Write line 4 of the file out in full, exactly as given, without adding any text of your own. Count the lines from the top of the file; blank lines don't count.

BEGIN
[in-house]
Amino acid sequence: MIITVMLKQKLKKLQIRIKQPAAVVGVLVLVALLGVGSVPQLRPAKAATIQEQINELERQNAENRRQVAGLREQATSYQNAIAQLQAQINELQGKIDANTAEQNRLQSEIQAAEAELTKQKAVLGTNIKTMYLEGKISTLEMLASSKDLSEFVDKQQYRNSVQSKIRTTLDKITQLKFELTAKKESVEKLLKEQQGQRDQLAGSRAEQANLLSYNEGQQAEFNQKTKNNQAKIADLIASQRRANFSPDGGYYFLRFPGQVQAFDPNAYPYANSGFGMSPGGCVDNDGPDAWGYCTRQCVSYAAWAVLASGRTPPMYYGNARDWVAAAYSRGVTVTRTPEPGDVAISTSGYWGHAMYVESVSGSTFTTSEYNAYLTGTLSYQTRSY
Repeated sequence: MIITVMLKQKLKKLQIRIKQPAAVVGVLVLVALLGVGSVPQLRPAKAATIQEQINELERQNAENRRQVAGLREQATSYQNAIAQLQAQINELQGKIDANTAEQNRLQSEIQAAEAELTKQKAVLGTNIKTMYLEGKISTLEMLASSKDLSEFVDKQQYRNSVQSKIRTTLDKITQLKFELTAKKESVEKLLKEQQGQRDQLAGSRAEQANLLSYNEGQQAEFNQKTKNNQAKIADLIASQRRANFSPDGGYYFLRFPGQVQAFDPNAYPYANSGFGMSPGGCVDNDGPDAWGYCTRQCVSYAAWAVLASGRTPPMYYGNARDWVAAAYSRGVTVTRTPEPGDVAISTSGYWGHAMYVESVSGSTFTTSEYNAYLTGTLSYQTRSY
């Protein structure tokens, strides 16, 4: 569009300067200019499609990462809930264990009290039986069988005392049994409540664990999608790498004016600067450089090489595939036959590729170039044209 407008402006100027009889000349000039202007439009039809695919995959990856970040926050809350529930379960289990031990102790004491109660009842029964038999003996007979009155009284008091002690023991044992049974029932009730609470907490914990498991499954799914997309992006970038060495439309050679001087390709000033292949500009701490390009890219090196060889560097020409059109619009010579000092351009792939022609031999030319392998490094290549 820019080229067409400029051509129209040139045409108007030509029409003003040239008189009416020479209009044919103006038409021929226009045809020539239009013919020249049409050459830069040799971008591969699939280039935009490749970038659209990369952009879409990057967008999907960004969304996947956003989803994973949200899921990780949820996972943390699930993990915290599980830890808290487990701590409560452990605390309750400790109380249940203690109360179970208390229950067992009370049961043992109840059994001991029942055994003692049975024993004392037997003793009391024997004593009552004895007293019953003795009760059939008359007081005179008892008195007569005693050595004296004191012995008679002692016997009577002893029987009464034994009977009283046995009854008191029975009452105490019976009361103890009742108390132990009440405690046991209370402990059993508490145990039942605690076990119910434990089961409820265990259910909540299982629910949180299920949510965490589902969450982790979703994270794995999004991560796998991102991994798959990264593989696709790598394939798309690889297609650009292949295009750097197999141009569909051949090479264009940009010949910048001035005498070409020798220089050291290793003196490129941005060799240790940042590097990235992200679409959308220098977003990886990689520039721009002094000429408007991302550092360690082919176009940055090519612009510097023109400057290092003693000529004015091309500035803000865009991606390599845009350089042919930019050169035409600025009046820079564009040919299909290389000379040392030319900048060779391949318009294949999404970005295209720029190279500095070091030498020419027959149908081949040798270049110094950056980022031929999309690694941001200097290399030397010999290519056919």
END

């Protein structure tokens, strides 16, 4: 569009300067200019499609990462809930264990009290039986069988005392049994409540664990999608790498004016600067450089090489595939036959590729170039044209 407008402006100027009889000349000039202007439009039809695919995959990856970040926050809350529930379960289990031990102790004491109660009842029964038999003996007979009155009284008091002690023991044992049974029932009730609470907490914990498991499954799914997309992006970038060495439309050679001087390709000033292949500009701490390009890219090196060889560097020409059109619009010579000092351009792939022609031999030319392998490094290549 820019080229067409400029051509129209040139045409108007030509029409003003040239008189009416020479209009044919103006038409021929226009045809020539239009013919020249049409050459830069040799971008591969699939280039935009490749970038659209990369952009879409990057967008999907960004969304996947956003989803994973949200899921990780949820996972943390699930993990915290599980830890808290487990701590409560452990605390309750400790109380249940203690109360179970208390229950067992009370049961043992109840059994001991029942055994003692049975024993004392037997003793009391024997004593009552004895007293019953003795009760059939008359007081005179008892008195007569005693050595004296004191012995008679002692016997009577002893029987009464034994009977009283046995009854008191029975009452105490019976009361103890009742108390132990009440405690046991209370402990059993508490145990039942605690076990119910434990089961409820265990259910909540299982629910949180299920949510965490589902969450982790979703994270794995999004991560796998991102991994798959990264593989696709790598394939798309690889297609650009292949295009750097197999141009569909051949090479264009940009010949910048001035005498070409020798220089050291290793003196490129941005060799240790940042590097990235992200679409959308220098977003990886990689520039721009002094000429408007991302550092360690082919176009940055090519612009510097023109400057290092003693000529004015091309500035803000865009991606390599845009350089042919930019050169035409600025009046820079564009040919299909290389000379040392030319900048060779391949318009294949999404970005295209720029190279500095070091030498020419027959149908081949040798270049110094950056980022031929999309690694941001200097290399030397010999290519056919």